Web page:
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Introducing the Victorian Age Can you guess what these numbers refer to?

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Introducing the Victorian Age Can you guess what these numbers refer to?. 6 months £ 16,000,000 6,000,000 visits 92,000 sq metres 14,000 exhibitors 5 continents. The Great Exhibition London – Hyde Park,1851 the first world’s fair More information and pictures of the Great Exhibition:

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Presentation Transcript
slide1

Introducing the Victorian Age

Can you guess what these numbers refer to?

slide2

6 months

£ 16,000,000

6,000,000 visits

92,000 sq metres

14,000 exhibitors

5 continents

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The Great Exhibition

London – Hyde Park,1851

the first world’s fair

More information and pictures of the Great Exhibition:

Dickinson’s Comprehensive Pictures of the Great Exhibition

The volume was published in 1852 and is available online at: http://www.archive.org/stream/Dickinsonscompr1#page/n35/mode/2up

slide4

The Crystal Palace from the northeast,

from Dickinson, Comprehensive Pictures of the Great Exhibition of 1851, 1852

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The glimpse of the transept through the iron gates, the waving palm, flowers, statues, myriads of people filling the galleries and seats around, with the flourish of trumpets as we entered, gave us a sensation which I can never forget and I felt much moved... The sight as we came to the middle where the steps and a chair (which I did not sit on) were placed, with the beautiful crystal fountain just in front of it, was magical – so vast, so glorious, so touching.

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One felt – as so many did whom I have since spoken to – filled with devotion, more so than by any service I have ever heard. The tremendous cheers, the joy expressed in every face, the immensity of the building, the mixture of palms, flowers, trees, statues, fountains [...], and my beloved husband, the author of this ‘peace Festival’ which united the industry of all nations of the earth – all this was moving indeed, and it was and is a day to live forever.

(Queen Victoria on the opening of The Great Exhibition, 1851, quote from A. N. Wilson, The Victorians, 2002)

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GREAT EXHIBITION

SCIENCE and TECHONOLOGY

INDUSTRY and TRADE

WORLD FAIR

PRINCE ALBERT

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If James Hargreaves, the poor weaver of Blackburn, had never pioneered the spinning-jenny in 1764, and if Richard Arkwright had never invented the water-frame spinning machine a little later, or Cartwright invented the power-loom, the quiet home-weavers of Lancashire, rustic characters who belonged in the pages of Wordsworth, might still have been pursuing their calm, untroubled lives [...]. But they weren’t. The population explosion had occurred; the Malthusian struggle was conjoined; the masses had thronged into the mills and factories of Northern England – Lancashire by now contained 12% of the population.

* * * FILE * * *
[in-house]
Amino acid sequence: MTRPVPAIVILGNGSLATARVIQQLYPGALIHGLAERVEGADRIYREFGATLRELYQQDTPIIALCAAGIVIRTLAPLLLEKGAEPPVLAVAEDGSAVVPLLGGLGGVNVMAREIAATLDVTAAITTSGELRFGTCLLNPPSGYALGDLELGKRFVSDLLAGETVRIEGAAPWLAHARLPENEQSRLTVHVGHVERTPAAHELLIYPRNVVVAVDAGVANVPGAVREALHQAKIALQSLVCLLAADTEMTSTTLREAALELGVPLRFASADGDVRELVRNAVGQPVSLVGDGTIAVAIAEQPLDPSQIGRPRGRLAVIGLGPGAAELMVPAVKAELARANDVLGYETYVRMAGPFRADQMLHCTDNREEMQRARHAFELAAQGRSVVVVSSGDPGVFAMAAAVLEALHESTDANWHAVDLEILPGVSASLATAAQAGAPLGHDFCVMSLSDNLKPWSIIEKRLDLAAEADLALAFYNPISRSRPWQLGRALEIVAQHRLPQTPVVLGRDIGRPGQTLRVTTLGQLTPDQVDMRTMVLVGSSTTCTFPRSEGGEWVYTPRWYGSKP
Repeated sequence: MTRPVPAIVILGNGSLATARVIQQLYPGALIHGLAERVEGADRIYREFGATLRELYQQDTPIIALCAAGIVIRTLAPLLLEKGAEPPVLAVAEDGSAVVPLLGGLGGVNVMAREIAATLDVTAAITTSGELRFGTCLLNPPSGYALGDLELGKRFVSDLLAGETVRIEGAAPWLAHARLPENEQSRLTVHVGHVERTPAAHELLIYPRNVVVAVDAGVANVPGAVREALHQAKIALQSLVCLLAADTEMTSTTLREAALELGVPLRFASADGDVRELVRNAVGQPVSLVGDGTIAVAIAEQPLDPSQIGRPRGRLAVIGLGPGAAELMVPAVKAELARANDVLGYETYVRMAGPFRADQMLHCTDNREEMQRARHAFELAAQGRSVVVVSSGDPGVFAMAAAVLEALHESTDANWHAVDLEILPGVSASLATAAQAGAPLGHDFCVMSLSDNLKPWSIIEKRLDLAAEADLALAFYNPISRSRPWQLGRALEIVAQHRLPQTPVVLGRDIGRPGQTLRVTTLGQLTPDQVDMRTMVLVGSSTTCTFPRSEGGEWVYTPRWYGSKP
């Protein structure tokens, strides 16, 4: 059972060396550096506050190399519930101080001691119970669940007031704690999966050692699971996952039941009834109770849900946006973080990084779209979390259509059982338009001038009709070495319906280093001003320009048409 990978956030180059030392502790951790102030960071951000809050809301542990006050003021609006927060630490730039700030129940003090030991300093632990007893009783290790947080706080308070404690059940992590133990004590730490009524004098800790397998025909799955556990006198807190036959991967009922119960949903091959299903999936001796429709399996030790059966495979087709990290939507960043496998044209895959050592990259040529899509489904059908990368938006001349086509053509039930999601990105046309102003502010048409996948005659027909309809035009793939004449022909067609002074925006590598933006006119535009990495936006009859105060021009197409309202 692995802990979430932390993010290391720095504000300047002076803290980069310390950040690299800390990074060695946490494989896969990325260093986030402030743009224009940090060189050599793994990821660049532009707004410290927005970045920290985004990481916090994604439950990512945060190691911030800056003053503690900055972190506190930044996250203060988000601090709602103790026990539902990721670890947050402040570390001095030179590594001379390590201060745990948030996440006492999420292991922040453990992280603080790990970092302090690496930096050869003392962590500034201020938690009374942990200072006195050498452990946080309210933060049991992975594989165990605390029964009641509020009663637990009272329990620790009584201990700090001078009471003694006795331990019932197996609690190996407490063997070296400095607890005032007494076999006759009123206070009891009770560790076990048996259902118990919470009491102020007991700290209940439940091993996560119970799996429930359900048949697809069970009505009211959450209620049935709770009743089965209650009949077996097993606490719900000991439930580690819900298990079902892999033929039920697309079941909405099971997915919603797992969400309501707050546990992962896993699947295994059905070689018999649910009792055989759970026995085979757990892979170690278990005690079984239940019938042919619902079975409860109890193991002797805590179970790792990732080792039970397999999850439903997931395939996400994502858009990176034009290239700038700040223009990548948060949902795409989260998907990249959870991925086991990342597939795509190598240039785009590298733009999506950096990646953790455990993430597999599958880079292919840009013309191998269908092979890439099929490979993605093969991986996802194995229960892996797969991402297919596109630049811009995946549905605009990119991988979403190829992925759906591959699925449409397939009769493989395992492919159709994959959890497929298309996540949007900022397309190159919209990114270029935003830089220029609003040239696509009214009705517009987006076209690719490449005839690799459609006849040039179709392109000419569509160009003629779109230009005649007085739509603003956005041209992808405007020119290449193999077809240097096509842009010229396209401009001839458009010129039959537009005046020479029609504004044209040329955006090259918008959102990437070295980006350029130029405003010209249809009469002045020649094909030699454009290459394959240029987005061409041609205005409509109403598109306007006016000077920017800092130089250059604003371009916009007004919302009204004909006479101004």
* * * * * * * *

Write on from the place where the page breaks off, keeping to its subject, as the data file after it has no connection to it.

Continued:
(Wilson, The Victorians, 2002, pp.248-49)

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Queen Victoria, aged 24

Prince Albert, aged 29

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-President of the Society for the extinction of slavery

-Chancellor of the University of Cambridge (proposed the introduction of history and natural science)

-President of the Society for the Improvement of the Condition of the Working Classes

-President of the Society for the Advancement of Science

-Opposed the Crimean War (1854)

Prince Albert

(1819 – 1861)

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The Crystal Palace on fire (1936)

“The end of an era”

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THE OTHER SIDE

WORKING CONDITIONS

SOCIAL UNREST

ALIENATION

SLAVERY

WARS

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Wars and Colonies

1853-56 Crimean War against Russia

1857 Indian Mutiny

1861-65 American Civil War

1879s Irish Home Rule

1880-81 First Boer War

1899-1902 Second Boer War

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Workers in Lancashire:

- Queuing for food

- Child Labour

- Protest

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Chartism

The Meeting in Kennington Commons, 1848

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The People’s Charter and National Petition (1838)

Main requests:

•Annual parliament

• Universal Man Suffrage

• Equal Electoral District

• Removal of property qualification for membership of parliament

• Secret Ballot

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